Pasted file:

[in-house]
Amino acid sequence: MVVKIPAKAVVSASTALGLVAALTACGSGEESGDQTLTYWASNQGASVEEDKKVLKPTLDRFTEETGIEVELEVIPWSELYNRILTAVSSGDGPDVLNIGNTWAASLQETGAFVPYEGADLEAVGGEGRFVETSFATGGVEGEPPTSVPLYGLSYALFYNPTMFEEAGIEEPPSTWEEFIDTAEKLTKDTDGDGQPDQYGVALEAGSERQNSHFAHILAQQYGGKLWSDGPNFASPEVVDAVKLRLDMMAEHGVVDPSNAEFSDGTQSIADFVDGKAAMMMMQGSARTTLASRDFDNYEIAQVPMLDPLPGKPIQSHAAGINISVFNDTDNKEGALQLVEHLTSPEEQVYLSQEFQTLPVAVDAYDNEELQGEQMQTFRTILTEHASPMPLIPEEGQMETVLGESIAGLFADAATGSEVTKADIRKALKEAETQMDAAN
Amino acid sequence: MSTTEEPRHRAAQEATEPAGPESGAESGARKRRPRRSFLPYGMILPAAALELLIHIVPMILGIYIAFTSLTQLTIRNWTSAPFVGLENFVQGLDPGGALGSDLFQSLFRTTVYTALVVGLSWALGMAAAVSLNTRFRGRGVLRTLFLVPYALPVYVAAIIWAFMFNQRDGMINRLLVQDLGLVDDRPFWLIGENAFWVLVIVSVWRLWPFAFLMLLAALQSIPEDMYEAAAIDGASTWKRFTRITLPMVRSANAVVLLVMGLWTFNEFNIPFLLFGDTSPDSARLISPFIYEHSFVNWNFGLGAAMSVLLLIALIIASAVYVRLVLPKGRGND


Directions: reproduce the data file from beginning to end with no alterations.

[in-house]
Amino acid sequence: MVVKIPAKAVVSASTALGLVAALTACGSGEESGDQTLTYWASNQGASVEEDKKVLKPTLDRFTEETGIEVELEVIPWSELYNRILTAVSSGDGPDVLNIGNTWAASLQETGAFVPYEGADLEAVGGEGRFVETSFATGGVEGEPPTSVPLYGLSYALFYNPTMFEEAGIEEPPSTWEEFIDTAEKLTKDTDGDGQPDQYGVALEAGSERQNSHFAHILAQQYGGKLWSDGPNFASPEVVDAVKLRLDMMAEHGVVDPSNAEFSDGTQSIADFVDGKAAMMMMQGSARTTLASRDFDNYEIAQVPMLDPLPGKPIQSHAAGINISVFNDTDNKEGALQLVEHLTSPEEQVYLSQEFQTLPVAVDAYDNEELQGEQMQTFRTILTEHASPMPLIPEEGQMETVLGESIAGLFADAATGSEVTKADIRKALKEAETQMDAAN
Amino acid sequence: MSTTEEPRHRAAQEATEPAGPESGAESGARKRRPRRSFLPYGMILPAAALELLIHIVPMILGIYIAFTSLTQLTIRNWTSAPFVGLENFVQGLDPGGALGSDLFQSLFRTTVYTALVVGLSWALGMAAAVSLNTRFRGRGVLRTLFLVPYALPVYVAAIIWAFMFNQRDGMINRLLVQDLGLVDDRPFWLIGENAFWVLVIVSVWRLWPFAFLMLLAALQSIPEDMYEAAAIDGASTWKRFTRITLPMVRSANAVVLLVMGLWTFNEFNIPFLLFGDTSPDSARLISPFIYEHSFVNWNFGLGAAMSVLLLIALIIASAVYVRLVLPKGRGND